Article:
[Freedombox-discuss] [HacDC:Byzantium] Re: Serval Mesh Extenders

haxwithaxe me at haxwithaxe.net
Sat Jul 13 17:56:41 UTC 2013

there is also a technique used by hams which is to have an antenna
mounted externally to the structure you are in and run a wire to the
inside where the radio is. when you go to leave the building just swap
the building mounted antenna lead for your mobile antenna and walk off.
UHF and VHF antennas are very, very easy to make. if you can find a
chimp that can read a tape-measure (me) it can make an antenna from plans :P
those bands are very forgiving of the transmitting antenna's design, or
lack there of, compared to the >1GHz bands.

> Although pretty much line of site, as it only bends
> slighty as the earth curves.
again just to be clear LOS in this case isn't the same as for 2.4GHz.
many more things that physical objects can't get through are transparent
or more transparent to UHF and VHF than 2.4GHz.
in general the higher the frequency (shorter the wavelength) the more
the radio waves act like we would expect visible light to behave (except
with water which is transparent to a grabbag of frequencies including
some visible light).

On 07/13/2013 08:02 AM, Jack Wilborn wrote:
> Amateur radio has been using Packet UHF communications for decades, I
> used it to communicate with the space shuttle many times during it's
> thousands of orbits around the earth.  That should give you some idea
> about i's range.  Although pretty much line of site, as it only bends
> slighty as the earth curves.  It's dependable and part of that is the
> frequency not so much the mode.  It also helps that we can use much more
> power and most of us use beam antennas to reach out there as far as
> possible.
> Most of this was 144 Mhz (2 meter band)...
> That's something that the mesh people need to look at is the
> distribution of the signal.  You can get antennas that will let you
> direct it to different widths such as a 20 deg or 180 area, making the
> signal twice as strong in 1/2 the direction available.  If you are on
> the outskirts you direct most of your signal to where you have the
> majority of users.
> Jack
> On Fri, Jul 12, 2013 at 11:59 PM, haxwithaxe <me at haxwithaxe.net
> <mailto:me at haxwithaxe.net>> wrote:
>     On 07/12/2013 10:02 AM, Eugen Leitl wrote:
>     > ----- Forwarded message from John Gilmore <gnu at toad.com
>     <mailto:gnu at toad.com>> -----
>     >
>     > Date: Thu, 11 Jul 2013 17:13:15 -0700
>     > From: John Gilmore <gnu at toad.com <mailto:gnu at toad.com>>
>     > To: Paul Gardner-Stephen <paul at servalproject.org
>     <mailto:paul at servalproject.org>>
>     > Cc: freedombox-discuss <freedombox-discuss at lists.alioth.debian.org
>     <mailto:freedombox-discuss at lists.alioth.debian.org>>
>     > Subject: Re: [Freedombox-discuss] Serval Mesh Extenders
>     >
>     >> The idea is that it uses the UHF packet radio to mesh over greater
>     >> distances than is possible with Wi-Fi, the trade-off being lower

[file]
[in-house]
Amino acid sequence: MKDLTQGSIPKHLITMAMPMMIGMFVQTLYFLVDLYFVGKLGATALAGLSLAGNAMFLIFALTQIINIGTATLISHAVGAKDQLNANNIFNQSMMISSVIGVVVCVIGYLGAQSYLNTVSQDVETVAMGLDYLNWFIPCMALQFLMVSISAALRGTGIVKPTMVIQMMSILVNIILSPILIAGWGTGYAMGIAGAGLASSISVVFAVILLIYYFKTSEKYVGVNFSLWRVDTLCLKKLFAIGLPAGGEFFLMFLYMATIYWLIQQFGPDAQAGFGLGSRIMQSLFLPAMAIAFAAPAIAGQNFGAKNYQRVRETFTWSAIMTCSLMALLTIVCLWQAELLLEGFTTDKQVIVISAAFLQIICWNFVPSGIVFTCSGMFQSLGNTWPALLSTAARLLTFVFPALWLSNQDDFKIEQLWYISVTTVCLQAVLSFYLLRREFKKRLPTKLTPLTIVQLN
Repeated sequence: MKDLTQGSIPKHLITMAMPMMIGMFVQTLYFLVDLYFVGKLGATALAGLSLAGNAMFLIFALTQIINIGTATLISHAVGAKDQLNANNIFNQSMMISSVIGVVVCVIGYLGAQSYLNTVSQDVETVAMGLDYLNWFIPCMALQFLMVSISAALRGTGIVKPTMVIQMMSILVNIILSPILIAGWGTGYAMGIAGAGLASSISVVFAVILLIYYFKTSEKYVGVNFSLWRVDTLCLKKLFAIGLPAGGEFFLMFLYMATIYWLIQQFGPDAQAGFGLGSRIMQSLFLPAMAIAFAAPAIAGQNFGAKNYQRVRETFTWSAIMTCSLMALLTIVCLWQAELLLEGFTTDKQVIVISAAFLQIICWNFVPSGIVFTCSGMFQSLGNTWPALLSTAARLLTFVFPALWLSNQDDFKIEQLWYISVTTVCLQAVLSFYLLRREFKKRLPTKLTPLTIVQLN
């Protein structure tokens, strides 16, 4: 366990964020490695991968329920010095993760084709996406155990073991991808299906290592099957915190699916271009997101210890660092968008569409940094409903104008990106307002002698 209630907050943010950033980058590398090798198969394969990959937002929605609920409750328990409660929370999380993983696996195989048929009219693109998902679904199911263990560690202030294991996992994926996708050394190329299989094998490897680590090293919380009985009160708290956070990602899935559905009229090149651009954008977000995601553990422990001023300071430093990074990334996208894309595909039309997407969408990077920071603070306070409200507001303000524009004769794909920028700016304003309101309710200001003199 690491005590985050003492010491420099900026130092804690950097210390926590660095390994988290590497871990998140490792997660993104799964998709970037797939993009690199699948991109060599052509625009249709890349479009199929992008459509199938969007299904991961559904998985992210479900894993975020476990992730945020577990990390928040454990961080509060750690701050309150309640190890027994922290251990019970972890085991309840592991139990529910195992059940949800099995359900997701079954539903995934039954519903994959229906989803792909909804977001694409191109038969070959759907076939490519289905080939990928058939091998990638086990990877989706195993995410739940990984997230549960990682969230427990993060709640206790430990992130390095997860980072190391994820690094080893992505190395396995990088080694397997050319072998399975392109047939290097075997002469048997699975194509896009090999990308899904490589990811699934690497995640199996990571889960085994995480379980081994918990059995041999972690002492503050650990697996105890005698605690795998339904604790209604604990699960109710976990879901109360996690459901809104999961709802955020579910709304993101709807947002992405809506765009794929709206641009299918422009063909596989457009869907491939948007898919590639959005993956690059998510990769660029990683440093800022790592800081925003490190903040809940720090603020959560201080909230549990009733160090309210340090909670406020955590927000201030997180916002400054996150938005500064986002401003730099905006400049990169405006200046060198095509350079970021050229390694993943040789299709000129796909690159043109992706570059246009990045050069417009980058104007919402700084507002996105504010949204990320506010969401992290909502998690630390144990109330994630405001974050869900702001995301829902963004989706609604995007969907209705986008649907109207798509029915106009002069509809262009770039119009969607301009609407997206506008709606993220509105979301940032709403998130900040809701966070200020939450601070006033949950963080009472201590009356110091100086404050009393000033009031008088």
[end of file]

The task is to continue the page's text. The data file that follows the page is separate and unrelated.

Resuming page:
>     bandwidth.
>     > PPS:  "Mesh doesn't scale over radio." is the 5-word summary of my
>     > experience. Merely making mesh work over wired connections is still
>     > a hard research problem that nobody has great solutions for.
>     mesh over wired networks is kinda silly. mesh over wireless is far more
>     useful and has been around for more than 20 years, and has gotten heavy
>     improvements since wifi has become popular.
>     if you expect every single device to be a mesh node in the same
>     collision domain within range of each other of course it won't work :P
>     in a weird way mesh doesn't scale _down_. if you have a one room mesh
>     with a chatty protocol it's going to talk itself into the ground like
>     the OLPC implemetation of the pre802.11s protocol. if you use the mesh
>     like a normal network is used (outside of classrooms and conferences) it
>     will generally work fine. if you have it spread across a large city and
>     to outlying islands of that city then it still works fine.
>     (see the Athens mesh, and Freifunk)
>     if you have a mesh infrastructure and non-mesh distribution at endpoints
>     you can use different collision domains for the mesh and user networks.
>     wifi sucks when there is no 100% clear line of sight (as in not your
>     rooftop antenna), end of story. UHF works better than wifi given a
>     partially obstructed line of sight (keeping in mind that is unobstructed
>     for that particular chunk of spectrum not physical objects ... which for
>     2.4GHz those are the same :P).
>     with slightly clear line of sight UHF can go miles. if you set the
>     device in a window that is enough for it to get signal through from the
>     inside to anything in a ~90deg cone of the window. it obviously isn't
>     ideal, but it's cheap and UHF-based extenders could be as good as a
>     similar system using only wifi, for much fewer units, and require less
>     people to collude or less unattended units strewn across a rural area.
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